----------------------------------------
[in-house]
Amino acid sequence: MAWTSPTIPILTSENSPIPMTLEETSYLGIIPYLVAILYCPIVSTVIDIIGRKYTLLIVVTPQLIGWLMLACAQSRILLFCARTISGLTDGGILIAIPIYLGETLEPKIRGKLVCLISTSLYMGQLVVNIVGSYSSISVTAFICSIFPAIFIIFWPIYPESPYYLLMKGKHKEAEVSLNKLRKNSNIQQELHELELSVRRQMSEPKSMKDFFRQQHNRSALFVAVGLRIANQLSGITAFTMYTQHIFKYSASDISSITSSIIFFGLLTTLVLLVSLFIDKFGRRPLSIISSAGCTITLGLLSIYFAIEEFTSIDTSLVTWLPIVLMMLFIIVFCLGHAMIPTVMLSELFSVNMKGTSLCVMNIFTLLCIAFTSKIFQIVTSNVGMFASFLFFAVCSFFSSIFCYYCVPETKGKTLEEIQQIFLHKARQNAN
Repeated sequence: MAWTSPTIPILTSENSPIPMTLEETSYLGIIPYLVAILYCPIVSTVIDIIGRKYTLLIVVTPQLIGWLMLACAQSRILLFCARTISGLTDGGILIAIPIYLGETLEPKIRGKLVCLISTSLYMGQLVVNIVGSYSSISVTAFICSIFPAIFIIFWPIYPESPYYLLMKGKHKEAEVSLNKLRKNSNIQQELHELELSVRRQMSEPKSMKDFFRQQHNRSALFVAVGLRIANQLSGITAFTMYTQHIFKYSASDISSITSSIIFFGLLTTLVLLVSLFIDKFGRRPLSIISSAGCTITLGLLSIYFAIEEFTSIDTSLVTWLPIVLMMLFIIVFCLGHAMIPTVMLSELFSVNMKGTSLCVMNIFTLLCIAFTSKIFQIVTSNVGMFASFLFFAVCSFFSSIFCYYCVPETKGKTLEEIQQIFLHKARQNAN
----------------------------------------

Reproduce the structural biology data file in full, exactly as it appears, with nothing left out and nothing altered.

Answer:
[in-house]
Amino acid sequence: MAWTSPTIPILTSENSPIPMTLEETSYLGIIPYLVAILYCPIVSTVIDIIGRKYTLLIVVTPQLIGWLMLACAQSRILLFCARTISGLTDGGILIAIPIYLGETLEPKIRGKLVCLISTSLYMGQLVVNIVGSYSSISVTAFICSIFPAIFIIFWPIYPESPYYLLMKGKHKEAEVSLNKLRKNSNIQQELHELELSVRRQMSEPKSMKDFFRQQHNRSALFVAVGLRIANQLSGITAFTMYTQHIFKYSASDISSITSSIIFFGLLTTLVLLVSLFIDKFGRRPLSIISSAGCTITLGLLSIYFAIEEFTSIDTSLVTWLPIVLMMLFIIVFCLGHAMIPTVMLSELFSVNMKGTSLCVMNIFTLLCIAFTSKIFQIVTSNVGMFASFLFFAVCSFFSSIFCYYCVPETKGKTLEEIQQIFLHKARQNAN
Repeated sequence: MAWTSPTIPILTSENSPIPMTLEETSYLGIIPYLVAILYCPIVSTVIDIIGRKYTLLIVVTPQLIGWLMLACAQSRILLFCARTISGLTDGGILIAIPIYLGETLEPKIRGKLVCLISTSLYMGQLVVNIVGSYSSISVTAFICSIFPAIFIIFWPIYPESPYYLLMKGKHKEAEVSLNKLRKNSNIQQELHELELSVRRQMSEPKSMKDFFRQQHNRSALFVAVGLRIANQLSGITAFTMYTQHIFKYSASDISSITSSIIFFGLLTTLVLLVSLFIDKFGRRPLSIISSAGCTITLGLLSIYFAIEEFTSIDTSLVTWLPIVLMMLFIIVFCLGHAMIPTVMLSELFSVNMKGTSLCVMNIFTLLCIAFTSKIFQIVTSNVGMFASFLFFAVCSFFSSIFCYYCVPETKGKTLEEIQQIFLHKARQNAN